The Cretaceous–Paleogene extinction event was a large-scale mass extinction of animal and plant species in a geologically short period of time, approximately (Ma). It is widely known as the K–T extinction event and is associated with a geological signature, usually a thin band dated to that time and found in various parts of the world, known as the Cretaceous–Paleogene boundary (K–T boundary). K is the traditional abbreviation for the Cretaceous Period derived from the German name Kreidezeit, and T is the abbreviation for the Tertiary Period (a historical term for the period of time now covered by the Paleogene and Neogene periods). The event marks the end of the Mesozoic Era and the beginning of the Cenozoic Era. "Tertiary" being no longer recognized as a formal time or rock unit by the International Commission on Stratigraphy, the K-T event is now called the Cretaceous—Paleogene (or K-Pg) extinction event by many researchers.
Non-avian dinosaur fossils are only found below the Cretaceous–Paleogene boundary and became extinct immediately before or during the event. A very small number of dinosaur fossils have been found above the Cretaceous–Paleogene boundary, but they have been explained as reworked fossils, that is, fossils that have been eroded from their original locations then preserved in later sedimentary layers. Mosasaurs, plesiosaurs, pterosaurs and many species of plants and invertebrates also became extinct. Mammalian and bird clades passed through the boundary with few extinctions, and evolutionary radiation from those Maastrichtian clades occurred well past the boundary. Rates of extinction and radiation varied across different clades of organisms.
Many scientists hypothesize that the Cretaceous–Paleogene extinctions were caused by catastrophic events such as the massive asteroid impact that caused the Chicxulub crater, in combination with increased volcanic activity, such as that recorded in the Deccan Traps, both of which have been firmly dated to the time of the extinction event. In theory, these events reduced sunlight and hindered photosynthesis, leading to a massive disruption in Earth's ecology. A much smaller number of researchers believe the extinction was more gradual, resulting from slower changes in sea level or climate. 
Late Cretaceous Cretaceous–Paleogene mass extinction articles: 27
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- Kennedy, W.; Gale, A.; Lees, J.; Caron, M. (March 2004). "The Global Boundary Stratotype Section and Point (GSSP) for the base of the Cenomanian Stage, Mont Risou, Hautes-Alpes, France" (PDF). Episodes. 27: 21–32. Retrieved 13 December 2020.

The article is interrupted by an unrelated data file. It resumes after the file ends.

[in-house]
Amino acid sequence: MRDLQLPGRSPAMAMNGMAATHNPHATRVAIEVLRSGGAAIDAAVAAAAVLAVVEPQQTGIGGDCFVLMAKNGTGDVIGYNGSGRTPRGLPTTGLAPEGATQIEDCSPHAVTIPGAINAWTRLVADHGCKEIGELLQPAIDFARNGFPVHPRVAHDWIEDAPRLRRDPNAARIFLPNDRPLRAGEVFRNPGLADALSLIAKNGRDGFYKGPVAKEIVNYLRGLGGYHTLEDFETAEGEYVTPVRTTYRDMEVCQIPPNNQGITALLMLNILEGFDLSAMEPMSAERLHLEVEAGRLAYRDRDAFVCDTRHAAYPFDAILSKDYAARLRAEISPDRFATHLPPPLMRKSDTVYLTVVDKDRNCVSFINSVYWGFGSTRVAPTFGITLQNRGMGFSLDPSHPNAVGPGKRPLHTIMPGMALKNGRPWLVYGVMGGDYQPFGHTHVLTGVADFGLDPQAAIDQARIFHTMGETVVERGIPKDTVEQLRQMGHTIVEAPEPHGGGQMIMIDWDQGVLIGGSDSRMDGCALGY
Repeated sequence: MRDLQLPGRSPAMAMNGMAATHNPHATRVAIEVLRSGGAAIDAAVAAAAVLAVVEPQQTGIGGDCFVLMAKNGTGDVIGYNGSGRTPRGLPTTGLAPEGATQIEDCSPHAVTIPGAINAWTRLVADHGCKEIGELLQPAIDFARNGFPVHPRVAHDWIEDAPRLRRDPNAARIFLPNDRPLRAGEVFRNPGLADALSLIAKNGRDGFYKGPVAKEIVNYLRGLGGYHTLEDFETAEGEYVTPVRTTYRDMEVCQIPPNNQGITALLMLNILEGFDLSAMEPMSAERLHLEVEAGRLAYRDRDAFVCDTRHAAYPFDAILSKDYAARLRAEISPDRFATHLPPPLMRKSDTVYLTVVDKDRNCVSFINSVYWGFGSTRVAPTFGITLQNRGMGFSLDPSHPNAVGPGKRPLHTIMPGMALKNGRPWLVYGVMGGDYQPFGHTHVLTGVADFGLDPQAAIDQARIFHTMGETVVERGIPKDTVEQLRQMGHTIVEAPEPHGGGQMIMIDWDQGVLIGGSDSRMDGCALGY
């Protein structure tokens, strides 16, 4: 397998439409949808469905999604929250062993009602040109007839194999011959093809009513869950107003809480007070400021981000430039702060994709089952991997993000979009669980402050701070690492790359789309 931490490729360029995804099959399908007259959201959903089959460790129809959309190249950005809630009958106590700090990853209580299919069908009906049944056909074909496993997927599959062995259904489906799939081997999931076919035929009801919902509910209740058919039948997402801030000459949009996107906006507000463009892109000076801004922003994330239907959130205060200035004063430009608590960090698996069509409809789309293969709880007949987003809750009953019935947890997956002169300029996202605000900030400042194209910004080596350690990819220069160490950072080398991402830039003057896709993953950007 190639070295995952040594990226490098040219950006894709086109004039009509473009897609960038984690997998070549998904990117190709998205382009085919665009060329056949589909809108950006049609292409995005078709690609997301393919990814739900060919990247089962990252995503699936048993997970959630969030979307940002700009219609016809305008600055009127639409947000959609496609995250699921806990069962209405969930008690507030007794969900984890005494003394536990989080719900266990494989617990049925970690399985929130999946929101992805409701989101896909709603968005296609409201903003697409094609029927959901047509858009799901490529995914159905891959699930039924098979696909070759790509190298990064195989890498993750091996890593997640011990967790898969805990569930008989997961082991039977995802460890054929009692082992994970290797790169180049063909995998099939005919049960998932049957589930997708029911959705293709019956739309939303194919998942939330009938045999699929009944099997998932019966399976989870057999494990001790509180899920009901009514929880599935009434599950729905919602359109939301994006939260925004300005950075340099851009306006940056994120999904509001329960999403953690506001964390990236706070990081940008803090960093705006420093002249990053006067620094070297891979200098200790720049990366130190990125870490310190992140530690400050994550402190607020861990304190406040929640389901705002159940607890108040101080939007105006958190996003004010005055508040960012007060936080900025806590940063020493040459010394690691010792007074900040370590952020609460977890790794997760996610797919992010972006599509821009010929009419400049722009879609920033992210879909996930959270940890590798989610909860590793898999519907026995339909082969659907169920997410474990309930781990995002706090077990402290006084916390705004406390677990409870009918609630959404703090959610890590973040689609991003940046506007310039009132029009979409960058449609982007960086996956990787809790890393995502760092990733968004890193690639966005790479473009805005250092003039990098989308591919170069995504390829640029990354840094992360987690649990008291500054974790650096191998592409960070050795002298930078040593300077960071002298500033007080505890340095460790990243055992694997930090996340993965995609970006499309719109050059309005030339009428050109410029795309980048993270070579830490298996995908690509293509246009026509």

- "Cretaceous Period | Definition, Climate, Dinosaurs, & Map". Encyclopedia Britannica. Retrieved 2021-04-13.
- "Dinosaurs Ruled the World: Late Cretaceous Period." In: Dodson, Peter & Britt, Brooks & Carpenter, Kenneth & Forster, Catherine A. & Gillette, David D. & Norell, Mark A. & Olshevsky, George & Parrish, J. Michael & Weishampel, David B. The Age of Dinosaurs. Publications International, LTD. Pp. 103-104. ISBN 0-7853-0443-6.
- Prondvai E., Bodor E. R., Ösi A. (2014). "Does morphology reflect osteohistology-based ontogeny? A case study of Late Cretaceous pterosaur jaw symphyses from Hungary reveals hidden taxonomic diversity" (PDF). Paleobiology. 40 (2): 288–321. doi:10.1666/13030. S2CID 85673254.CS1 maint: multiple names: authors list (link)
- Fox Richard C (1969). "Studies of Late Cretaceous vertebrates. III. A triconodont mammal from Alberta". Canadian Journal of Zoology. 47 (6): 1253–1256. doi:10.1139/z69-196.
- Halliday Thomas J. D. (2015). "Resolving the relationships of Paleocene placental mammals" (PDF). Biological Reviews. 92 (1): 521–550. doi:10.1111/brv.12242. PMC 6849585. PMID 28075073.
- Fortey R (1999). Life: A Natural History of the First Four Billion Years of Life on Earth. Vintage. pp. 238–260. ISBN 978-0375702617.
- Fastovsky DE, Sheehan PM (2005). "The extinction of the dinosaurs in North America". GSA Today. 15 (3): 4–10. doi:10.1130/1052-5173(2005)015<4:TEOTDI>2.0.CO;2.
- Sloan RE; Rigby K; Van Valen LM; Gabriel Diane (1986). "Gradual dinosaur extinction and simultaneous ungulate radiation in the Hell Creek formation". Science. 232 (4750): 629–633. Bibcode:1986Sci...232..629S. doi:10.1126/science.232.4750.629. PMID 17781415. S2CID 31638639.
- Fassett JE, Lucas SG, Zielinski RA, Budahn JR (9–12 July 2000). Compelling new evidence for Paleocene dinosaurs in the Ojo Alamo Sandstone San Juan Basin, New Mexico and Colorado, USA (PDF). International Conference on Catastrophic Events and Mass Extinctions: Impacts and Beyond. 1053. Vienna, Austria. pp. 45–46.CS1 maint: date and year (link)
- Sullivan RM (May 8, 2003). No Paleocene dinosaurs in the San Juan Basin, New Mexico. Geological Society of America Rocky Mountain - 55th Annual Meeting. 35 (5). p. 15. Archived from the original on 17 June 2007.CS1 maint: date and year (link)
- MacLeod N, Rawson PF, Forey PL, Banner FT, Boudagher-Fadel MK, Bown PR, Burnett JA, Chambers, P, Culver S, Evans SE, Jeffery C, Kaminski MA, Lord AR, Milner AC, Milner AR, Morris N, Owen E, Rosen BR, Smith AB, Taylor PD, Urquhart E, Young JR (1997). "The Cretaceous–Tertiary biotic transition". Journal of the Geological Society. 154 (2): 265–292. Bibcode:1997JGSoc.154..265M. doi:10.1144/gsjgs.154.2.0265. S2CID 129654916.CS1 maint: multiple names: authors list (link)